Plus

Peter Wilby: Maria Miller proves politicians can’t master the art of contrition

David Patrikarakos reports from eastern Ukraine, where pro-Putin rebels
are waiting for Russia

Veronese at the National Gallery in London: Michael Prodger on the Venetian colourist who abhorred empty canvas

Helen Lewis on the social lives of micro-celebs and hi-tech teens

Will Self spends a week as a flâneur picking out faces in the crowd

Life aquatic: John Burnside on Rachel Carson’s great sea trilogy

Commons Confidential: Kevin Maguire has all the gossip from Westminster

Caroline Crampton visits the Angela Lansbury Film Festival in east London

The NS tech writer, Ian Steadman, on why the White House might sue Samsung over a selfie

 

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Battle of the banners: how the disputes of football took to the skies

Across the top of the screen floated a banner, pulled by a little aeroplane: IN ARSENE WE TRUST.

Last weekend, during the West Brom-Arsenal game, I began to think my hearing was playing up again. I’ve been given hearing aids but don’t wear them. No, not vanity, it’s just a faff to put the things in and the quality of my life, which is excellent, is not being impaired. Anyway, as I live on my own, if the sound on the telly is too low, I put it up. No one knows or cares.

When I’m out entertaining lady friends at my local bistro, I always get a quiet table in the corner and sit facing them, all rapt attention, totally focused on them, so they think. It’s really just to help my hearing.

On the TV screen, I suddenly heard an aeroplane, which was weird, as there was no sign of it, but then hearing problems are weird. Children talking sounds deafening. Some consonants disappear. Could it be a helicopter on the Heath, taking some injured person to the Royal Free? At our Lakeland house, I often heard helicopters: the mountain rescue team, picking up someone who had collapsed on Grasmoor. So I do know what they sound like. But this sounded like Biggles.

Then across the top of the screen floated a banner, pulled by a little aeroplane: IN ARSENE WE TRUST. The score at the time was 1-1, Arsenal having just equalised. They eventually got beaten 3-1. Oh, the shame and irony.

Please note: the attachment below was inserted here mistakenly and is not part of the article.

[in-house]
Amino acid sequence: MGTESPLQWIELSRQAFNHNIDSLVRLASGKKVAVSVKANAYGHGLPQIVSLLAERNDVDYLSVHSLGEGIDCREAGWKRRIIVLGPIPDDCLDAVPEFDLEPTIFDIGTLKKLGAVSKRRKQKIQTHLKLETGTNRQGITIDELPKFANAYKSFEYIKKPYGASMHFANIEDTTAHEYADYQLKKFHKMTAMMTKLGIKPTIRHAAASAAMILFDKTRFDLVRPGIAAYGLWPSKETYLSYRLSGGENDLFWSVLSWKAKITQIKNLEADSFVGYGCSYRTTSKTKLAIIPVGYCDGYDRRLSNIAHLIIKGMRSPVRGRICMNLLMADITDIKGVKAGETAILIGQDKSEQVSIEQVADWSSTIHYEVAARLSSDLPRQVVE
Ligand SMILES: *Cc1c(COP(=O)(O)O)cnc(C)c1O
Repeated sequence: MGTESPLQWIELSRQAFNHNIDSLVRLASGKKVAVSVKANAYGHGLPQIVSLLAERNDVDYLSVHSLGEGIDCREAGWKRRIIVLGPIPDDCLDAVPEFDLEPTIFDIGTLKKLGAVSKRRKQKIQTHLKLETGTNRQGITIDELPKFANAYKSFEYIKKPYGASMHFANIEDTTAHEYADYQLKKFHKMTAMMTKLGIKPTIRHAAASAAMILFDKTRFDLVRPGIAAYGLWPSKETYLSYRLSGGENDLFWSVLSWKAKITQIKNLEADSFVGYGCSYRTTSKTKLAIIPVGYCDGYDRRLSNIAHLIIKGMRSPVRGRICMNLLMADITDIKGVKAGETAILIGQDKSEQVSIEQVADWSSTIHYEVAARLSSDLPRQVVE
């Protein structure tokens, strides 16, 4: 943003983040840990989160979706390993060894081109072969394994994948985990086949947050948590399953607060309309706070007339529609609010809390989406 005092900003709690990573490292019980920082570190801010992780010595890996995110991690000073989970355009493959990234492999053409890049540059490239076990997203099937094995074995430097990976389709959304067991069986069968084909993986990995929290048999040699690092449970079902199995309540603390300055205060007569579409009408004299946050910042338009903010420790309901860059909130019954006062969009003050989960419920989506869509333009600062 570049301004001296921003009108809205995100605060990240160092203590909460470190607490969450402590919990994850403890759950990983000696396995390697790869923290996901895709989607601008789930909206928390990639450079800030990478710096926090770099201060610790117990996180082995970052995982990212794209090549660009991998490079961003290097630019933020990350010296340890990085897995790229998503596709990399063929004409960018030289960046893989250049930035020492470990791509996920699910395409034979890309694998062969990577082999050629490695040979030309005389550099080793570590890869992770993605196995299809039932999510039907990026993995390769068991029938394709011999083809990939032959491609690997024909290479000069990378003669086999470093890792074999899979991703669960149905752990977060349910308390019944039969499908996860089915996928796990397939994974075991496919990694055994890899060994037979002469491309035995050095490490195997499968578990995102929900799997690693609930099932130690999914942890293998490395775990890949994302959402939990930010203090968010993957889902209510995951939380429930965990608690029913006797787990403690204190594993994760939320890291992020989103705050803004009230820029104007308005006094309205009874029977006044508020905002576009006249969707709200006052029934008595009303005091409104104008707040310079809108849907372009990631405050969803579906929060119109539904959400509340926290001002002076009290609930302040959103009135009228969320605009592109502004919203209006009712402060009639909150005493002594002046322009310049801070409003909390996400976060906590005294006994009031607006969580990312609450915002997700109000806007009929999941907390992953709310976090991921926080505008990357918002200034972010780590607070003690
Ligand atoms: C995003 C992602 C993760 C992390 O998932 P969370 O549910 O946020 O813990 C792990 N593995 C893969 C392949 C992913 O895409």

Apparently, earlier in the game, according to newspaper reports the next day, there had been an anti-Wenger aeroplane banner: NO CONTRACT, WENGER OUT. I didn’t see it – or Sky TV didn’t show it.

Where do the fans or supporter groups get all the money? And how do they organise it? There is a theory that IN ARSENE WE TRUST was paid for by Arsène himself. Another, more amusing theory is that it was a group of Spurs supporters, desperate for Arsène to stay on at Arsenal and continue getting stuffed.

There have been a few similar aeroplane banners at football matches in recent years. There was one at Newcastle, when they were playing Sunderland, which read 5 IN A ROW 5UNDERLAND. Sunderland won, so it came true. Sent the Geordie fans potty.

Everton fans flew one in 2015 which read KENWRIGHT & CO TIME TO GO. He is still chairman, so it didn’t work.

Millwall fans did an awfully complicated one in 2011 at Wigan, during the Wigan-West Ham game, which resulted in West Ham going down. They hired a plane to fly overhead with the banner AVRAM GRANT – MILLWALL LEGEND. Now you have to know that Grant was the West Ham manager and Millwall are their rivals. And that they couldn’t fly it at West Ham itself, which could have caused most fury to West Ham fans. There’s a no-fly zone in London, which stops rival fans hiring planes to take the piss out of Chelsea, Arsenal and West Ham. The Millwall supporters who organised it later revealed that it had only cost them £650. Quite cheap, for a good laugh.

There’s presumably some light aeroplane firm that specialises in flying banners over football grounds.

I do remember a few years ago, at White Hart Lane and Highbury, walking to the grounds and looking out for blimps flying overhead – small, balloon-like airships mainly used for promotional purposes, such as Goodyear tyres or Sky’s aerial camera. The results were pretty useless, showing little. I haven’t seen any recently, so presumably blimps aren’t allowed over central London either.

I am surprised drones have not been used, illegally, of course, to display obscene messages during games. They could drag a few pithy words while on the way to drop drugs at Pentonville Prison.

The history of aeroplane advertising goes back a long way. Before the Second World War, Littlewoods and Vernons football pools were fighting it out for dominance, just as the online betting firms are doing today. In 1935, Littlewoods sent planes over London pulling banners that proclaimed LITTLEWOODS ABOVE ALL. Jolly witty, huh. 

Hunter Davies is a journalist, broadcaster and profilic author perhaps best known for writing about the Beatles. He is an ardent Tottenham fan and writes a regular column on football for the New Statesman.

This article first appeared in the 23 March 2017 issue of the New Statesman, Trump's permanent revolution